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Stevia Powder Vs. Stevia Blend

author image Cydney Walker
Cydney Walker is a registered dietitian and personal trainer who began writing about nutrition and exercise during her dietetic internship in 2000. She has been featured in "Voices" and by the National Medical Association for her HIV research. She earned her master's degree in human sciences from Texas A&M University in Kingsville.
Stevia Powder Vs. Stevia Blend
Stevia powder sits in a spoon with a stevia leaf on it on a wooden table. Photo Credit Studio-Annika/iStock/Getty Images

Stevia is a natural non-calorie sweetener produced by the stevia plant. Used for centuries to sweeten food without added calories, it has become a popular non-calorie natural sweetener in the United States. Stevia was just recently released as the alternative sweetener Truvia, as it was sold for many years as a dietary supplement.

Stevia Powder

Stevia powder is derived from the Stevia rebaudiana herb that grows wild in Paraguay and Brazil. The glycosides are the compounds in the plant that give rise to the sweetness stevia creates. According to stevia.com, the glycosides are 300 times sweeter than sugar, which allows stevia to provide all the sweetness, but not the calories, found in regular sugar.

Limitations of Stevia Powder

Using stevia powder may present some challenges. Since the powder is 300 times sweeter than sugar, the amount used will vary from the amount of sugar you will need to create the sweet flavor you desire. For example, a recipe may call for one cup of sugar; the equivalent of stevia is 1/3 to ½ tsp, depending on the sweetness you desire. That is a big difference in concentration and volume.

Sugar does more than just sweeten our foods. For baked goods, it helps brown and provides bulk in cakes, pies, and cookies. While replacing the sugar is a good thing for calorie reduction, the amount of stevia powder used may not develop dough or impart the browning qualities of sugar.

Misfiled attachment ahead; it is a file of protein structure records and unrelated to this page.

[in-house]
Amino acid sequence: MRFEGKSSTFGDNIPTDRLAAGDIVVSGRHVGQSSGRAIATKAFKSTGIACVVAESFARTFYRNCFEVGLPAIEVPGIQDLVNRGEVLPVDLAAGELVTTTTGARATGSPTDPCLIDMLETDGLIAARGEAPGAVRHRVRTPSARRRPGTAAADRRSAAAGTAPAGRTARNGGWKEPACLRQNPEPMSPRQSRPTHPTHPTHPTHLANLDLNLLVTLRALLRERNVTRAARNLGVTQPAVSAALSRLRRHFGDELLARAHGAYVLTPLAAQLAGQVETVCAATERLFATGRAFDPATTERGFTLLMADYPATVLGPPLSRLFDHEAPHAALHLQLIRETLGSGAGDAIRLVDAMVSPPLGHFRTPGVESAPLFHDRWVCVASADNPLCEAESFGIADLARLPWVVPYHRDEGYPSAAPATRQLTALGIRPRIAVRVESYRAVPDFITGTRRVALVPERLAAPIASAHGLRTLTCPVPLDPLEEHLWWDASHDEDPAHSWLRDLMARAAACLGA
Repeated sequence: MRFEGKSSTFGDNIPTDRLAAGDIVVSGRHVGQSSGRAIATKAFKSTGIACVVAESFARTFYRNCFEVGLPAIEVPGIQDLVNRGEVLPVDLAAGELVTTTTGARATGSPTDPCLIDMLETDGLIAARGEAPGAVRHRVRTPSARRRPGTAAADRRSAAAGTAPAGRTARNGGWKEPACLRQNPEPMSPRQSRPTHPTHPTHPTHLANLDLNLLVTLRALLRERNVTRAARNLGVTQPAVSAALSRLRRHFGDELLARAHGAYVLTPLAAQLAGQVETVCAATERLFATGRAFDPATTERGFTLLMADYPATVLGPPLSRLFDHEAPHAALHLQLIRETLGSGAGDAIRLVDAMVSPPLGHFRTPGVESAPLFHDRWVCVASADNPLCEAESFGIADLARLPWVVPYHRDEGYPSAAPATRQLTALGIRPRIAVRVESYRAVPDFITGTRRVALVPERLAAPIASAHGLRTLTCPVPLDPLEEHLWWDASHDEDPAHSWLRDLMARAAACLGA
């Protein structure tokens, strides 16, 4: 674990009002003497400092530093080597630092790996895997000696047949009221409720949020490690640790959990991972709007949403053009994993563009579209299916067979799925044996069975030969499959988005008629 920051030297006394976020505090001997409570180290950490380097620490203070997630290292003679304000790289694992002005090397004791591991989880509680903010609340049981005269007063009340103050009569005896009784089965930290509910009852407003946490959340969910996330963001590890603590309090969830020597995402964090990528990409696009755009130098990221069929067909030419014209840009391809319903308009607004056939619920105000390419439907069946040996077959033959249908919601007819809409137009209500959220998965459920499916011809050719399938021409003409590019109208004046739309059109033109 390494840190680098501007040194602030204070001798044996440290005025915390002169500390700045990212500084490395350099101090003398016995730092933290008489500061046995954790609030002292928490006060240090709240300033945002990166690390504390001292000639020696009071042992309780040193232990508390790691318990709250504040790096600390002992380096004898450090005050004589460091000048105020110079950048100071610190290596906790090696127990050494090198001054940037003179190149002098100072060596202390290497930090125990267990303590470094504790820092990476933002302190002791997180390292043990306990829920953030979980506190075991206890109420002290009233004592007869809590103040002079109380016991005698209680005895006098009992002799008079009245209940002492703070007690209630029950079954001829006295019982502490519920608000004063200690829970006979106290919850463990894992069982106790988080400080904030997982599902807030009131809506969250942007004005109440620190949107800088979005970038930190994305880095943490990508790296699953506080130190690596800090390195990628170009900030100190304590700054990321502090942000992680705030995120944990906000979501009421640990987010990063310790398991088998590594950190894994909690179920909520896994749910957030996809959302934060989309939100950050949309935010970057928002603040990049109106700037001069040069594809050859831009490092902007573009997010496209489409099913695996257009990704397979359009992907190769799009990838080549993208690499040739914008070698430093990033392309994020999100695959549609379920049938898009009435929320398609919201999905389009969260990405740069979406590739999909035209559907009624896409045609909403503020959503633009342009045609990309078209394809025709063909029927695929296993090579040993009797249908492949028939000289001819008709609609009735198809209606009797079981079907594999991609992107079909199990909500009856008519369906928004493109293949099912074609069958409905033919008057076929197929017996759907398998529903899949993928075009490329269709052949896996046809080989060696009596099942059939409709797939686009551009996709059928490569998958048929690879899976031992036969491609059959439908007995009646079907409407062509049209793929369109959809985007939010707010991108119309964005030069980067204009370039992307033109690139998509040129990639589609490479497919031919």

Stevia blends have been developed to help to more easily replace sugar in recipes. The blends will add a fiber or another low-calorie or non-calorie sweetener to adapt recipes that use sugar as an ingredient

Stevia and Inulin

Inulin is a non-digestible fiber used to improve the usage of stevia extract. Mixed with inulin, stevia can be converted in recipes one to one with sugar as listed on stevia.com. Sold commercially in packets, stevia inulin blends can be used in hot or cold products, just like sugar. Commercially, you can find this blend being sold as Sweet Leaf.

Stevia and Erythritol

Using stevia with erythritol produces a product very similar to regular sugar. Erythritol is a sugar alcohol produced by fermenting vegetables. Erythritol is also a non-calorie sweetener and mixed with stevia to enhance the flavor of stevia. It's easy to use in recipes that are baked, as the blend can be used in amounts equal to sugar. Commercially, this blend is sold under names uch as Truvia and Z Sweet.

Stevia and Maltodextrin

Stevia powder is also mixed with maltodextrin to enhance your ability to use it in hot and cold items. Adding maltodextrin does not increase the calorie level of the sweetener; it's just another agent used to enhance flavor and use of the stevia extract. If you are allergic to corn, you may want to avoid this blend, as corn is a chief source of maltodextrin as reported by The Sugar Association. This blend is sold commercially as NuNaturals.

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